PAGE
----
Jurassic World revisits Jurassic Park’s warning about meddling with nature, finding hints of hope amidst plenty of exciting, dino-caused carnage.
(Caveat Lector—This article contains SPOILERS)
At the book of Job’s climax, the LORD demands to know what right Job has to question God. “Can you draw out Leviathan with a fishhook,” the Lord asks, referring to an intimidating sea serpent, “or press down its tongue with a cord?” (Job 41.1). The LORD also points with pride to Behemoth, a powerful brute on land, “the first of the great acts of God—only its Maker can approach it” (40.39). The book argues that Job can’t judge God because Job can’t duplicate God’s ability to create and control massive, monstrous beasts.
But in this summer’s massive, monstrous hit film Jurassic World, human beings do both. They revive long-extinct dinosaurs and cook up a new one. And while these technology-derived tyrant lizards are ultimately their own masters, their relationship to human beings suggests we may not be as small and helpless in the face of overpowering forces as the book of Job suggests.
Based on its trailer, I expected Jurassic World to be “little more than a remake” of 1993’s Jurassic Park. I admit, gladly, I was wrong!
Yes, this movie evokes more than one iconic moment from the original. During one sequence, in fact, it revisits the old park, now a heap of vine-covered ruins at the heart of Isla Nublar. But even that plot choice shows how the film’s creative team is interested in more than mere repetition. In-story, the old park’s physical presence must mean the people who built the new one (a full-blown, all-inclusive resort a la Walt Disney World) chose not to clear away the debris of previous failure, let alone learn from it. Instead, they ignore it. It’s kids who find and explore the wreckage of the past, and who, by jump-starting an old Jeep, salvage hope for the present from it.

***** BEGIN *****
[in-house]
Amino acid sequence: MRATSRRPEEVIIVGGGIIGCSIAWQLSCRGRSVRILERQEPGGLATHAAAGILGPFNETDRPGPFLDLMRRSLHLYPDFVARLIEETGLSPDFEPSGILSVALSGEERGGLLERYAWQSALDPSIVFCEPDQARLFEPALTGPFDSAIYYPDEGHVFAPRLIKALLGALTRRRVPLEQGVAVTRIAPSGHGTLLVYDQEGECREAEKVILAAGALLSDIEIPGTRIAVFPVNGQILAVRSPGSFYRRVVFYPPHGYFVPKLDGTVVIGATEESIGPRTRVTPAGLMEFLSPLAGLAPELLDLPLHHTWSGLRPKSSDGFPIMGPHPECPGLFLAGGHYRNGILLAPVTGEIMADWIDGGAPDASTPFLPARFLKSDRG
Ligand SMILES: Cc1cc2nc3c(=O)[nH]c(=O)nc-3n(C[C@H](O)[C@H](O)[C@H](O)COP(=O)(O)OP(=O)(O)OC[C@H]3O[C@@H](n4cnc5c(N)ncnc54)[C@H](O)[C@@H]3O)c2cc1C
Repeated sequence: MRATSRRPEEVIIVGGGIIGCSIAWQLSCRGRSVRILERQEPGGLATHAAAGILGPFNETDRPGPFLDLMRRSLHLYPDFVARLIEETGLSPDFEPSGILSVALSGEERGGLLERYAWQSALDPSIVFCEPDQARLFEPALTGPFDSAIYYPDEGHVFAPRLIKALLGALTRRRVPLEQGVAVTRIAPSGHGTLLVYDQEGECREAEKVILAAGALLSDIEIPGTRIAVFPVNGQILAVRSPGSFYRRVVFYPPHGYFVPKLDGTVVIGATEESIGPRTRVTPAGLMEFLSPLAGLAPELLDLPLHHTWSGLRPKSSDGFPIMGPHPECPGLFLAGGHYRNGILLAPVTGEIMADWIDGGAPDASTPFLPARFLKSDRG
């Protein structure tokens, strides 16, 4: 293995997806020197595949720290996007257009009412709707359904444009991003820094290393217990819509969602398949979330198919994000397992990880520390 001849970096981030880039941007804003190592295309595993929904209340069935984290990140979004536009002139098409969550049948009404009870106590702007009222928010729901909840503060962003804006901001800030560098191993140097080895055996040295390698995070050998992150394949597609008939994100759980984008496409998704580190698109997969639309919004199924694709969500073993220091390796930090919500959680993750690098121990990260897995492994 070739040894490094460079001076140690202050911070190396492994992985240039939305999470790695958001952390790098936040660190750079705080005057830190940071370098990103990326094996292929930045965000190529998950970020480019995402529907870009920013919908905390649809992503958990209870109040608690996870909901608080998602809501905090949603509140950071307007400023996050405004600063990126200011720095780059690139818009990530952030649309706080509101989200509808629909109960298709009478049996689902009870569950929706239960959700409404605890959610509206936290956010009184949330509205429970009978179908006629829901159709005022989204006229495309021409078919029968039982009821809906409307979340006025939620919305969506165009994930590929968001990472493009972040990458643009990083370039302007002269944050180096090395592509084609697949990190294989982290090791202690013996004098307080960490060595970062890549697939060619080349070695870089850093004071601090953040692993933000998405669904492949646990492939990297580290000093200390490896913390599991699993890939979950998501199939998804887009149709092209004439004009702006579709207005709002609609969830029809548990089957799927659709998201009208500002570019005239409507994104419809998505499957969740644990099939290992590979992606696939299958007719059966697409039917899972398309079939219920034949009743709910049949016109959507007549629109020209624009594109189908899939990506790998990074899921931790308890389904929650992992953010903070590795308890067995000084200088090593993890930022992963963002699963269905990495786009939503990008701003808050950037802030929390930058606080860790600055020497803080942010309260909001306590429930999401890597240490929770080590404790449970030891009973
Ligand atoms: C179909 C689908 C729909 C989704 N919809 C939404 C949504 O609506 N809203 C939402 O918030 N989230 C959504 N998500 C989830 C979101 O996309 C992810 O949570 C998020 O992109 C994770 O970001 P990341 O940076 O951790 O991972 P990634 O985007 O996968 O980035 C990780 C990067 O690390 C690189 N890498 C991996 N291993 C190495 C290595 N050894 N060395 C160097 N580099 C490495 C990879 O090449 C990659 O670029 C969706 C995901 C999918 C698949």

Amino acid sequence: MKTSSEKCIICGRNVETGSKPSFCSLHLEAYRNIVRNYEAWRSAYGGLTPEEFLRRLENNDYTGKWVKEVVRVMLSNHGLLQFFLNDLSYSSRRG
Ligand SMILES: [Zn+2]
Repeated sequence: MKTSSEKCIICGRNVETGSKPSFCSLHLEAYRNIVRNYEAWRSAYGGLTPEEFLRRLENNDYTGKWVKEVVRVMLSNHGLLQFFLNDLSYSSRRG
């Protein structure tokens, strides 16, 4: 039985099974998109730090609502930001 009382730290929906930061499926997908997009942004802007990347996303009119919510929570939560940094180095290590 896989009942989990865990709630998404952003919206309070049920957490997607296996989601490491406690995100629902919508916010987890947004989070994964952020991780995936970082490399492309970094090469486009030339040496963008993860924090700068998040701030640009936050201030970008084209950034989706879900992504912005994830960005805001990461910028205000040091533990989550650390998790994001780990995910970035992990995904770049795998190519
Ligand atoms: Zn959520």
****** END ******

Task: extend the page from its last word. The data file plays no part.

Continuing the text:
Jurassic World includes several similar modifications on motifs from Jurassic Park. If it were a musical composition, it would be not a “cover” of a classic but “variations on a theme”—a perfectly legitimate art form, when done well. Jurassic World does it well.
Faltering On Family
The only major misstep the movie makes is trying to incorporate the original film’s concern with the importance of family. The two actors playing brothers Zach and Gray (Nick Robinson and Ty Simpkins) turn in serviceable performances, but their characters’ sketchy backstory hampers them.
As their Aunt Claire, Bryce Dallas Howard is hampered by more than the high heels she wears. Claire is ridiculed and derided throughout. Her sister Karen (Judy Greer) lectures her about why she should want to have children. Chris Pratt’s character Owen (about whom more in a moment) mocks her for wanting to actively help rescue her nephews. And those nephews dismiss her protection in favor of Owen’s (and for a quick, cheap moment of comic relief). Never mind that Claire leads a T-Rex out of its paddock in an authentically brave, game-changing moment. The movie reduces her to a woman who learns the importance of romantic and maternal love. I’m a fan of both, and not every female character in movies has to be Imperator Furiosa, but Claire, who should emerge as a heroic character, persists in the memories of viewers as a flat, borderline misogynistic caricature.
“Mad Science” Made Moral
The real star of Jurassic World is the Indominus rex—the genetically engineered dinosaur the park’s labs cook up to boost sagging attendance. It’s a thrillingly effective threat. It camouflages itself, courtesy of cuttlefish DNA in its makeup. It communicates with velociraptors, because it’s part raptor itself. It even hunts for sport—leading one to wonder if some human chromosomes lurk in its genome!